Sugar gliders are one of the cutest pets. They are very sociable animals and actively use sounds to communicate, including the bark. But what does a sugar glider barking mean? And what do all their other vocalizations mean?
Dr. Jess explains the sugar glider’s bark below:
What is a Sugar Glider?
Sugar gliders are also commonly known as “sugar bears” and “honey gliders”.
They are a small cute animal that are kept in captivity as pocket pets.
Sugar gliders have large eyes, soft coats with a bark dorsal (back) stripe), and small triangular ears.
They are a part of the marsupial family (like kangaroos) and keep their babies (named joeys) in the female’s pouch surrounding their abdominal area.
They have a fold of skin underneath their arms that allow them to glide in the air when their arms are outstretched.
Sugar Gliders can live 5-7 years and are social animals, easily becoming depressed without friends.
What is Barking?
A bark is a sound most commonly produced by dogs, wolves, coyotes, and seals.
These animals use this barking sound to communicate things like warning/alarm, excitement, the need for something, etc.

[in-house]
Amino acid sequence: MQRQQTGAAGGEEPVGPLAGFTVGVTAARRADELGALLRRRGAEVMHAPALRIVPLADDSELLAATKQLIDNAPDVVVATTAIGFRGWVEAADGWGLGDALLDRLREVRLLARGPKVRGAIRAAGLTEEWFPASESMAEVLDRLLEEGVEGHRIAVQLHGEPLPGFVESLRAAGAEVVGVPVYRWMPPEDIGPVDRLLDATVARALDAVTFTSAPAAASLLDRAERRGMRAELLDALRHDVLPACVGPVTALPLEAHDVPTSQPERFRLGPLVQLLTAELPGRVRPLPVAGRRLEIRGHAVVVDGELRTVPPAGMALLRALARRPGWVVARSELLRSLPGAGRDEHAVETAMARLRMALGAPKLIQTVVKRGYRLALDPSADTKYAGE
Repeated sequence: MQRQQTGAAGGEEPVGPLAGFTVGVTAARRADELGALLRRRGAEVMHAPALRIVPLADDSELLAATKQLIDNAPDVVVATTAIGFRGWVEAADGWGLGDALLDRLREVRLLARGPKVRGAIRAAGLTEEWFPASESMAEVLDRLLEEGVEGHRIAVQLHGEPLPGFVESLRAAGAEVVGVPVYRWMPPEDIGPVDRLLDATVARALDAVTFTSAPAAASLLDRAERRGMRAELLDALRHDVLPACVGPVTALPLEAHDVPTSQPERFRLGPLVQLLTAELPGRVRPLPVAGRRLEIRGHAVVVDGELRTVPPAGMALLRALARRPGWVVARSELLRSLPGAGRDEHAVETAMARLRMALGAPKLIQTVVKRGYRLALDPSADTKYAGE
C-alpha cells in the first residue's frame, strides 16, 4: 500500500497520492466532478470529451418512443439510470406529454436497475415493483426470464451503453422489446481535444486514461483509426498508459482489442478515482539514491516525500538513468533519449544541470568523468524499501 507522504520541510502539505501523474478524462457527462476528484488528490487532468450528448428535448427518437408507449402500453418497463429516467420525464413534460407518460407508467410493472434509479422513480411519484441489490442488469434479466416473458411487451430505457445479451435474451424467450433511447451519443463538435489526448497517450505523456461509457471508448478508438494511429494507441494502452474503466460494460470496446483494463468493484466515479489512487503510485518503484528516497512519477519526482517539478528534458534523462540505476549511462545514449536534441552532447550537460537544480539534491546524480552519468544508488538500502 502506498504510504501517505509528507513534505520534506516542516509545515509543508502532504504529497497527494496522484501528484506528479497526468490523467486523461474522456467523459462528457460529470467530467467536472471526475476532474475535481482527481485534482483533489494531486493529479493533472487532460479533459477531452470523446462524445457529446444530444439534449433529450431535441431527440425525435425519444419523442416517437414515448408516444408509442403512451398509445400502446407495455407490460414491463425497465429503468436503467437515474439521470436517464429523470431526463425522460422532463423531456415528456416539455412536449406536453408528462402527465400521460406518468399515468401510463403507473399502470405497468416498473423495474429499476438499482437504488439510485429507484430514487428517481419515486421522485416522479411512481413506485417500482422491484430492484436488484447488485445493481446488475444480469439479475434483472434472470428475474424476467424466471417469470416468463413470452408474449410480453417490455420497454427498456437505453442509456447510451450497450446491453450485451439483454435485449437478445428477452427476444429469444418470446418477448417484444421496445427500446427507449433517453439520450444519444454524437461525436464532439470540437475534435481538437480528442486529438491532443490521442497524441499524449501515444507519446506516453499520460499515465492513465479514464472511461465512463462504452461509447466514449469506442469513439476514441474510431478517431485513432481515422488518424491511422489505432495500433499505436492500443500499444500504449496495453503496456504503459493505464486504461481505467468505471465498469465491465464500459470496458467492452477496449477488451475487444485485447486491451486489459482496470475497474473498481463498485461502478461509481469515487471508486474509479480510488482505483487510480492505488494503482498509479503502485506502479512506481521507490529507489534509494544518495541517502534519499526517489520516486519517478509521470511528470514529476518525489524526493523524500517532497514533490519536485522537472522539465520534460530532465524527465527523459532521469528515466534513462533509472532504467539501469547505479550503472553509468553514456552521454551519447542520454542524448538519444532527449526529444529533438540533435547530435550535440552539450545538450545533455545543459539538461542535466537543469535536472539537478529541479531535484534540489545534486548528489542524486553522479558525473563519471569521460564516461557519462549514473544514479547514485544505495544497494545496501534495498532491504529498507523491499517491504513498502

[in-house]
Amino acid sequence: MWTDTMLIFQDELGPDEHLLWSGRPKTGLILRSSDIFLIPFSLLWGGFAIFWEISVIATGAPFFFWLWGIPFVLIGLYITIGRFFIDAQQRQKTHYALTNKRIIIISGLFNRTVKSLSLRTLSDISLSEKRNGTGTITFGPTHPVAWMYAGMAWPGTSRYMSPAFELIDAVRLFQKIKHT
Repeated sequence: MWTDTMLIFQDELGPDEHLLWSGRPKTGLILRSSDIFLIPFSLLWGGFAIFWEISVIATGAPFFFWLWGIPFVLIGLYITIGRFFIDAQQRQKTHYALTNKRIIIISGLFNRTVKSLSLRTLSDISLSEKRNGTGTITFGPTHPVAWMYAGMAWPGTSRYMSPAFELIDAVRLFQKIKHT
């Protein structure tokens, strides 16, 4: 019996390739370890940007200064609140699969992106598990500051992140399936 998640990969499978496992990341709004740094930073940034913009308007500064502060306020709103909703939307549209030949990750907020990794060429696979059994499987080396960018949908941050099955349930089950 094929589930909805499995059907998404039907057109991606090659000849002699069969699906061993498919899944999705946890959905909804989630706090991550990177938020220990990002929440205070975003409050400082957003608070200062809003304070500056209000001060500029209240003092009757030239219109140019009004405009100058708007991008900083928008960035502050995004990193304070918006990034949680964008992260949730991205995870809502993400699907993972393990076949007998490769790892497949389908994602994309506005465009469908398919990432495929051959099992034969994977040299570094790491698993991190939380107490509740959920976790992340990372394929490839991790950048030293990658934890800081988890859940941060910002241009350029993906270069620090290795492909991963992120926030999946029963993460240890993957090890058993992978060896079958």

Under normal circumstances, sugar gliders are capable of making four primary types of sounds, including barking. The other three primary sounds are crabbing, chirping/purring, and hissing.
Why Do Sugar Gliders Bark in the Wild?
Just like a human yell, squawk, or shout can mean lots of different things, a sugar glider’s “bark” can also have quite a few different meanings. Below I have mentioned a few of the main reasons a sugar glider may bark.
In the wild, sugar gliders tend to bark as a “warning”, if a predator enters the area where their colony is currently habitating, warning other gliders of the intruder.
You may notice that all gliders in the area after a warning bark, will freeze in place. This is because in the wild, if they don’t move, a predator is less likely to see them and eat them.
They may also use the barking as part of their mating practices when trying to find a mate.
Why Do Sugar Gliders Bark in Captivity?
People talk to communicate, dogs bark to communicate, and sugar gliders do, too. The sound of a barking sugar glider is similar to a very small dog.